Asteroid dust recovered from daring Hayabusa2 mission in Japan


The Hayabusa2 capsule that landed in the desert in South Australia.Credit: AP / Shutterstock

The Japanese mission to return asteroid dust to Earth has been successful. The Japan Aerospace Exploration Agency (JAXA) confirmed on Dec. 14 that a capsule from the Hayabusa2 spacecraft, which landed in the Australian desert last week, contained black grains from asteroid Ryugu.

“The confirmation of the sample is a very important milestone for us and for JAXA,” said Yuichi Tsuda, project manager for the mission at JAXA, in Sagamihara.

JAXA said in a statement that they have observed the sandy material at the entrance to the collection chamber, but have yet to look inside to see if more asteroid dust is lurking there. It’s only the second time that scientists have returned material from an asteroid.

Ryugu’s samples can give researchers important insights into the early evolution of planets and help explain the origin of water on Earth1,2.

“The samples of precious asteroid material will provide scientists with important information about the formation of the solar system,” said Ed Kruzins, director of the Canberra Deep Space Communication Complex, at the Commonwealth Scientific and Industrial Research Organization, who helped track the spacecraft and its encounter. with Ryugu.

The journey of the capsule

In the early hours of December 6, a brilliant fireball shot through the southern sky and landed in the desert in South Australia, where a race was set in motion to find the capsule that scientists hoped contained material from Ryugu.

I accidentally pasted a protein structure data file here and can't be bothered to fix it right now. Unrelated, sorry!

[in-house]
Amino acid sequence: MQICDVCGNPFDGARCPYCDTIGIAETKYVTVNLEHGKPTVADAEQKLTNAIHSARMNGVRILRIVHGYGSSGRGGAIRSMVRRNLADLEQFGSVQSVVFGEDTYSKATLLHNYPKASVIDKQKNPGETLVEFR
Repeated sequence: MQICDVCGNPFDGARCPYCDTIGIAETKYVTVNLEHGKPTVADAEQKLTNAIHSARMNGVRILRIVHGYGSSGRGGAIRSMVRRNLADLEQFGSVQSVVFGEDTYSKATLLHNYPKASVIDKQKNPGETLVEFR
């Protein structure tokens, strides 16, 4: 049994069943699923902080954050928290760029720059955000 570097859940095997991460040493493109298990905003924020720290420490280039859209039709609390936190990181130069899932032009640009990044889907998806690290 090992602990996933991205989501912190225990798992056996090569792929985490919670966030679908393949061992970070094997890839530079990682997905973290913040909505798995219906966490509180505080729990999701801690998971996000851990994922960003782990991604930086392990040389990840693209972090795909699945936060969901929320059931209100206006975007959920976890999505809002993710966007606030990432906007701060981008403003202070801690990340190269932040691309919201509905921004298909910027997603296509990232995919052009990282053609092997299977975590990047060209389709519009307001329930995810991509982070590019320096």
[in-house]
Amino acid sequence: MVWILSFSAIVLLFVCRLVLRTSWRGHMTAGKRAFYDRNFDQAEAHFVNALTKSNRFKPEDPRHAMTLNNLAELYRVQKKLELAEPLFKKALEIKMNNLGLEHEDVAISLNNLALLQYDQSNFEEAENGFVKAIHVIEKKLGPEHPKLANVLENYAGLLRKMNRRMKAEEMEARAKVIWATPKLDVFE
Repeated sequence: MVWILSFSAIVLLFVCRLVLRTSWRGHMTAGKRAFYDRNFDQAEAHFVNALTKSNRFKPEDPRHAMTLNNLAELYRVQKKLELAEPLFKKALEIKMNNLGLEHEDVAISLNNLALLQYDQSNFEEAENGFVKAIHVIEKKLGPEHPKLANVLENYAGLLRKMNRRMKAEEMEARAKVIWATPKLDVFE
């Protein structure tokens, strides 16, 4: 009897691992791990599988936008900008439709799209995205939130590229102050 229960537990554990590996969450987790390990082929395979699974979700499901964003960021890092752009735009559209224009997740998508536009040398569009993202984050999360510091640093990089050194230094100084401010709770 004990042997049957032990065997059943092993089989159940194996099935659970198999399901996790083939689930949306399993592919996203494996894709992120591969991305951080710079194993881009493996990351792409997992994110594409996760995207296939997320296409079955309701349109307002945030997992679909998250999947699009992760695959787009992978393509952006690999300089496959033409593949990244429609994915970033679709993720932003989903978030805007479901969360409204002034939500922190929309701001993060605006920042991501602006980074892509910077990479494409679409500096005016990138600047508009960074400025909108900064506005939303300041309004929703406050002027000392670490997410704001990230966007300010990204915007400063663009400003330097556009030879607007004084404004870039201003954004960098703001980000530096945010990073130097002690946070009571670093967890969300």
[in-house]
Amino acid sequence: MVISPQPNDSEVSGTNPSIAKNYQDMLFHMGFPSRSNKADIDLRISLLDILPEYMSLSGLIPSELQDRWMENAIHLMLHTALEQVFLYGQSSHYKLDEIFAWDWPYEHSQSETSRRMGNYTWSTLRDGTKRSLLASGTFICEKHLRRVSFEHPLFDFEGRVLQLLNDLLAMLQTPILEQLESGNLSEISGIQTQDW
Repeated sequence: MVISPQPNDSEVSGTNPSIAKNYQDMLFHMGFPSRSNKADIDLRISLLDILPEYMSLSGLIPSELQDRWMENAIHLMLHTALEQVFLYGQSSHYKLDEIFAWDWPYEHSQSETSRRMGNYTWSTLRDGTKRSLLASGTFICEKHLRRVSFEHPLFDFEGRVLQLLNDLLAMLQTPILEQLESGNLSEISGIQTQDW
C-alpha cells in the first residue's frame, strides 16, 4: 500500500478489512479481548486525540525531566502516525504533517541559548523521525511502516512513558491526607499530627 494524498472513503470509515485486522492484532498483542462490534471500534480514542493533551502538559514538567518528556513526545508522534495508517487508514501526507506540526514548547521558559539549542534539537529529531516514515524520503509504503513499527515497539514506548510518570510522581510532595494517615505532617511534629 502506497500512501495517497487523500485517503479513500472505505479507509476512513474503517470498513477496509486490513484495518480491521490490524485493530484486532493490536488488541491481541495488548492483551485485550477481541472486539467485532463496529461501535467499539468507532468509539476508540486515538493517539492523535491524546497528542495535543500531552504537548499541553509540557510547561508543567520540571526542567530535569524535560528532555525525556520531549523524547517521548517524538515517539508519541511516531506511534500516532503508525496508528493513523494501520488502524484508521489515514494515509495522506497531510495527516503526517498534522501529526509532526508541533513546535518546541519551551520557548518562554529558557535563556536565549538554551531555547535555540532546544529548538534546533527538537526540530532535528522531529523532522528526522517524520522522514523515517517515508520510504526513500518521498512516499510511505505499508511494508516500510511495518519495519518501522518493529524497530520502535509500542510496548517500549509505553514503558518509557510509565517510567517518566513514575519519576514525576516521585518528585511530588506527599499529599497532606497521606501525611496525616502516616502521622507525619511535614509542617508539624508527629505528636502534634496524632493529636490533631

“Images taken by Hayabusa2 during its landing operations gave us confidence that the spacecraft has collected Ryugu samples,” Satoru Nakazawa, deputy manager of the mission, wrote in an email in Woomera, Australia. But the team couldn’t be sure until they took the capsule apart and saw the dark dust.

About 57 hours after the capsule was located, the team delivered it back to Japan. The fast shipment “means that the samples we received from Ryugu are very pure with no pollution to the Earth’s atmosphere and we have confirmed that there was no leakage,” said Yuichi Tsuda, project manager for the mission at JAXA, in Sagamihara.

Plans for the monsters

Once the capsule is fully unsealed, possibly later today, JAXA scientists will measure the mass of the materials and study their composition and structure. They hope to have collected at least 0.1 gram of material, said Yoshikawa Makoto, mission manager for Hayabusa2 at JAXA.

About 10% of the material will be sent to NASA in December 2021 in exchange for samples from the asteroid Bennu, which spacecraft OSIRIS-Rex collected in October and should arrive on Earth by the end of 2023. Another 15% will be made available to international researchers, and about 40% will be stored for future scientists to investigate.

Hayabusa2 collected the samples over a year and a half from poking and poking Ryugu – a small asteroid in the shape of a squashed sphere, laced with giant boulders3. Ryugu is a C-type, or carbon-rich, asteroid that scientists believe contains organic and hydrated minerals that were preserved 4.6 billion years ago.4. The samples could help explain how the Earth was covered with water. Scientists think it came from the outer reaches of the solar system on asteroids or similar planetary bodies.

Tsuda is interested in finding out if the samples contained more complex organic matter, similar to those found on Earth. “When we find very complicated organics on Ryugu, that’s a very big finding.”

Hayabusa2 has now embarked on its 11-year journey to its next destination, a rapidly rotating asteroid known as 1998 KY26. To reach it, the spacecraft will fly past another asteroid – 2001 CC21 – and swing past Earth two more times.

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